Monday, September 15, 2008

Romans May Have Hurt Medical Geography of AIDS, and Helped Against the Black Death

French scientists have discovered proof of what they believe shows the Roman Empire's impact on the spread of AIDS. The researchers believe the Romans carried a disease which in part killed large numbers of people who had genes which protect against AIDS. People with the gene trait are found more in regions where the Empire had no or very limited presence in Europe.

British researchers fired back saying the Empire's spread protected against Black Death. In parts of the Empire's core the Black Death killed rate was 1 in 20,000 while in never-Roman Northern Europe the rate shot up to 1 in 10.

Regardless of the Empire's impact on AIDS the dreaded disease is most prominent in sub-Saharan Africa, a place the Romans would only know myths about.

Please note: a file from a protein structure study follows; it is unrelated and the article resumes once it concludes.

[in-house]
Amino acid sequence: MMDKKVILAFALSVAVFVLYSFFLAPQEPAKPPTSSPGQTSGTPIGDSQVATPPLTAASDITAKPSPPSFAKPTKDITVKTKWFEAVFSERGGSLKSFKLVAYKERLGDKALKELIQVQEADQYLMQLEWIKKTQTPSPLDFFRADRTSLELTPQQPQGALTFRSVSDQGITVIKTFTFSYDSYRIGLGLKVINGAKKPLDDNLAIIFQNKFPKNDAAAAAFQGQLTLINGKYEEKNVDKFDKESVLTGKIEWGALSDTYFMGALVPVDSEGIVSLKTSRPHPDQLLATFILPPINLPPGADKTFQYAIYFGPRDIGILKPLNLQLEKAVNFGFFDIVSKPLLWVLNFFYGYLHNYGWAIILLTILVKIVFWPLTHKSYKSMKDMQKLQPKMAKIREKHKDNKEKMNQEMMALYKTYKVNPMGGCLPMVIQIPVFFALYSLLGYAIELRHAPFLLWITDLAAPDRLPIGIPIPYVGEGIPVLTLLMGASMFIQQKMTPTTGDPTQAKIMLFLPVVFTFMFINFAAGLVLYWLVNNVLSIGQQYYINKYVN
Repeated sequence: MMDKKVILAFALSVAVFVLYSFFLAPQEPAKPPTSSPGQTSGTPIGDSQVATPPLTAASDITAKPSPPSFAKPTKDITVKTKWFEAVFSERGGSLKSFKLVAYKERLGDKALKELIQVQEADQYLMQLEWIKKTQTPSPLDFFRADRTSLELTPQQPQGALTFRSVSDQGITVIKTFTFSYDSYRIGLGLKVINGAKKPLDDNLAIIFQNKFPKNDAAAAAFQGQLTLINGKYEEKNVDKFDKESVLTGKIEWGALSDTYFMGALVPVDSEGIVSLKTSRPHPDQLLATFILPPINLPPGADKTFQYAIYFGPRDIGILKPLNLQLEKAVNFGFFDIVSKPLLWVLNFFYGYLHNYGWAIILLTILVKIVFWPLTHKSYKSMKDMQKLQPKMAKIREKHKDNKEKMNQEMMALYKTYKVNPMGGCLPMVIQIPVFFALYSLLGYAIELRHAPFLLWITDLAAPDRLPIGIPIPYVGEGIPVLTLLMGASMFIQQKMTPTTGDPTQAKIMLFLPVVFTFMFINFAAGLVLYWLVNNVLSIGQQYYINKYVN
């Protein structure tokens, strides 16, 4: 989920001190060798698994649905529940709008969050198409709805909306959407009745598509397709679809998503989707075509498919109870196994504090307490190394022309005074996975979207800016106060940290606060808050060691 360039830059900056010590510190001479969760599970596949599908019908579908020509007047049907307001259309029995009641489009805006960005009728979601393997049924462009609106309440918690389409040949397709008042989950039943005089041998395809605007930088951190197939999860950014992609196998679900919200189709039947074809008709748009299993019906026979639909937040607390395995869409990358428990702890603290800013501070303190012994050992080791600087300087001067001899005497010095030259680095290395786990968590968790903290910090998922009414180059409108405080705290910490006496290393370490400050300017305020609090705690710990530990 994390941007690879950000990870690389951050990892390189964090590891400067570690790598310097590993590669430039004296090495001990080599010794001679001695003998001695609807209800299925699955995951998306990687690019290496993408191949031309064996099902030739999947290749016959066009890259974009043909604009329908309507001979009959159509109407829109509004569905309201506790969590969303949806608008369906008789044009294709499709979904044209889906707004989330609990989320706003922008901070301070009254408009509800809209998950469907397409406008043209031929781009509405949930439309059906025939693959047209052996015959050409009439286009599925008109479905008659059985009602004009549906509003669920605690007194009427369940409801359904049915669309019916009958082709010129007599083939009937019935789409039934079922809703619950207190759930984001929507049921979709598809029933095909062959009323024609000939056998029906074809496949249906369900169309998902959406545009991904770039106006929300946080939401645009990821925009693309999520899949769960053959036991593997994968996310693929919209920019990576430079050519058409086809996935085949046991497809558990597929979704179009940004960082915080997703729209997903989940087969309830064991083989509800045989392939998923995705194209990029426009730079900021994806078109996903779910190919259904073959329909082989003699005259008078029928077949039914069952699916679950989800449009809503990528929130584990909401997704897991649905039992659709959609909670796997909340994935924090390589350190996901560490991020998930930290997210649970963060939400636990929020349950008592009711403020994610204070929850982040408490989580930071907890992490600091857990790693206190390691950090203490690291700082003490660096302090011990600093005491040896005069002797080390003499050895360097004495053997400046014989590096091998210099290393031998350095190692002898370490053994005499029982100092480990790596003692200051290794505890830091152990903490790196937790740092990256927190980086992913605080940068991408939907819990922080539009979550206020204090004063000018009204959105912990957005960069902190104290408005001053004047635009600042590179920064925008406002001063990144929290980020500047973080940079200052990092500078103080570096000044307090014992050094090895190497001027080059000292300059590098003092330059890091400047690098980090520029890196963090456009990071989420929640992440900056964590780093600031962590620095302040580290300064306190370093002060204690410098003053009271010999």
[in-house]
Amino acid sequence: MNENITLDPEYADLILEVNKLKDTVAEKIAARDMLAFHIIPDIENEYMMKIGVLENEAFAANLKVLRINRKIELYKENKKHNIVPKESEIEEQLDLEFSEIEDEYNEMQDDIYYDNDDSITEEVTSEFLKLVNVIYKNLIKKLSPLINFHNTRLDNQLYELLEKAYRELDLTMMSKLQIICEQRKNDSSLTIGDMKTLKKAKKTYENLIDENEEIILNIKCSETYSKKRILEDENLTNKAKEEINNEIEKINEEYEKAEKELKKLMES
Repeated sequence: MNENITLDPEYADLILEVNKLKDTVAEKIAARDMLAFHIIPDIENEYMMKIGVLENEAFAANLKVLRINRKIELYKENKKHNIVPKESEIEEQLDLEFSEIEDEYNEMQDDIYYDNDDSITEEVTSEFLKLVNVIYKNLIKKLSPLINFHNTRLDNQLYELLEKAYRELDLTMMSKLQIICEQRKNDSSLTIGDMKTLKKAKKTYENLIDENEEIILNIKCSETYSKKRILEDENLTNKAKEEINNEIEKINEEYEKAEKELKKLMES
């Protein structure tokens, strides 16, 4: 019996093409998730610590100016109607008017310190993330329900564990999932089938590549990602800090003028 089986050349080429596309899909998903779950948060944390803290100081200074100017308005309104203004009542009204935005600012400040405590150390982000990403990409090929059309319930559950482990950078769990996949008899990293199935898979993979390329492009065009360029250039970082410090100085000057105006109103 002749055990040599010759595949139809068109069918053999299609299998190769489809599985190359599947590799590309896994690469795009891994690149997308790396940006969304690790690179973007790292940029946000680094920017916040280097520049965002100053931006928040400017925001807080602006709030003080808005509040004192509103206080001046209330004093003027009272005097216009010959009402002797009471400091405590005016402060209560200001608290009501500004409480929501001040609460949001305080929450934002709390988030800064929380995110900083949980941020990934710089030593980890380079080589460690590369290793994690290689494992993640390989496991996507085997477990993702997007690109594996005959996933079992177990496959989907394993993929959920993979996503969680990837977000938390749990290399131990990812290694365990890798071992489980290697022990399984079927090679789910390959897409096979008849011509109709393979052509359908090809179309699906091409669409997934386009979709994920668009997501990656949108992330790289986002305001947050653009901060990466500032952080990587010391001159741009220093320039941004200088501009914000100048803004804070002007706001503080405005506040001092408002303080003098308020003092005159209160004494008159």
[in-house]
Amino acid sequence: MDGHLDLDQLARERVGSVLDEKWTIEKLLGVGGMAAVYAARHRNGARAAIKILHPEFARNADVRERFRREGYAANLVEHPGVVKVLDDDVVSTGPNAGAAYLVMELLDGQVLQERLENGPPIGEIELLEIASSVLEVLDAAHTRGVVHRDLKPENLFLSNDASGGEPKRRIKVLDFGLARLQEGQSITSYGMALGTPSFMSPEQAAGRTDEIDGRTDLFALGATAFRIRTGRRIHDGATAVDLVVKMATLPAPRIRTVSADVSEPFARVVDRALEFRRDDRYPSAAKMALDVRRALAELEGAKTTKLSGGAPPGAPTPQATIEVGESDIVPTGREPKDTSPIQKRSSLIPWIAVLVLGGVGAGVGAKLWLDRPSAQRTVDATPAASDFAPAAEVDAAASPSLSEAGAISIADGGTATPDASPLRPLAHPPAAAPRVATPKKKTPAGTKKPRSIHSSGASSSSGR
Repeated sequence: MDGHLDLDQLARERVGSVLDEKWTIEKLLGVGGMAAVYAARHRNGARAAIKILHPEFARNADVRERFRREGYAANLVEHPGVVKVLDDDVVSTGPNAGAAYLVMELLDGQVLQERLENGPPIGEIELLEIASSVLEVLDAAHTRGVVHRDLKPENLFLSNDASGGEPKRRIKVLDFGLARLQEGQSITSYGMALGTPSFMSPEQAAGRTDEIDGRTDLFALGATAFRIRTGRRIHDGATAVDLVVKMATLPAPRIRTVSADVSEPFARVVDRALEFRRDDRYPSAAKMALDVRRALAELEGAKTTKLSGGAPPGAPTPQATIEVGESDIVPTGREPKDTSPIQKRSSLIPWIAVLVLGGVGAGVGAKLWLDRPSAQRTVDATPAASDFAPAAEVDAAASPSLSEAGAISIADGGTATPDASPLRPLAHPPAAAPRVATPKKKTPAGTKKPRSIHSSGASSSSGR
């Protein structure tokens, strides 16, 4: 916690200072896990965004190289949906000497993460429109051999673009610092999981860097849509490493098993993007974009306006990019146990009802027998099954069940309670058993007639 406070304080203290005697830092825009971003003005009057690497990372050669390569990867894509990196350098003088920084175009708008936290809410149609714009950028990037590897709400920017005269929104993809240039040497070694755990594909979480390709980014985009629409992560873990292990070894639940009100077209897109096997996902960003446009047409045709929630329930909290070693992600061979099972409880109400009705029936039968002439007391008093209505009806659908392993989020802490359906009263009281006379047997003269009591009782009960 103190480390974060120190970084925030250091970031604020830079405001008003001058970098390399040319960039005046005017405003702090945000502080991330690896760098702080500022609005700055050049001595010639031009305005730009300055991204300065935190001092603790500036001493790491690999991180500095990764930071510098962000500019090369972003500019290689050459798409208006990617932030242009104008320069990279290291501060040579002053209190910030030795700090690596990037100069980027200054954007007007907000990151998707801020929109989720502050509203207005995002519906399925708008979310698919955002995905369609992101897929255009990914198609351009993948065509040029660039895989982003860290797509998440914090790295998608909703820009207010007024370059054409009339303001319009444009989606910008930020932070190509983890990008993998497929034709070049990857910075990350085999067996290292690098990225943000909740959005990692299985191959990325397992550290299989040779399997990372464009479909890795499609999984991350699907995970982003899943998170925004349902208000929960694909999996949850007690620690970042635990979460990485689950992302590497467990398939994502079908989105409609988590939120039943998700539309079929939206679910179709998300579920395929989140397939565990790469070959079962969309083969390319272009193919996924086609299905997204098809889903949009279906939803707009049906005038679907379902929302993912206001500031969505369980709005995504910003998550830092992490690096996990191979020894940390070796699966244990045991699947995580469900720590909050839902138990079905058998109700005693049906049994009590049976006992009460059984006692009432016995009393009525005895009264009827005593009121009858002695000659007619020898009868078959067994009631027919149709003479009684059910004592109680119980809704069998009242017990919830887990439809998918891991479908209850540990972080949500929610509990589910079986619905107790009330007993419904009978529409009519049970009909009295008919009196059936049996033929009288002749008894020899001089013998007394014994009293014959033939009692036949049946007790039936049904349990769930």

2 comments:

Dan tdaxp said...

Interesting!

Re: AIDS, Europeans in general are more protected against it than Africans, so presumably the Roman Empire's effect there was to introduce the African alleles into an already 'cleared' northern-European population.

The original defense may have come about if something similar to AIDS struck Europe, say, 3,000 years ago, killing off most of those who were easily susceptible.

Charlene said...

No, no, no: those percentages are not the Black Death killed rate! They're the percentages of people who now carry the protective gene!

In no area affected by the plague was the death rate anywhere as low as one in ten, let alone one in 20,000. Even in the most lightly affected areas three in ten people died. In Italy it was one in two. One third of the population of Europe died.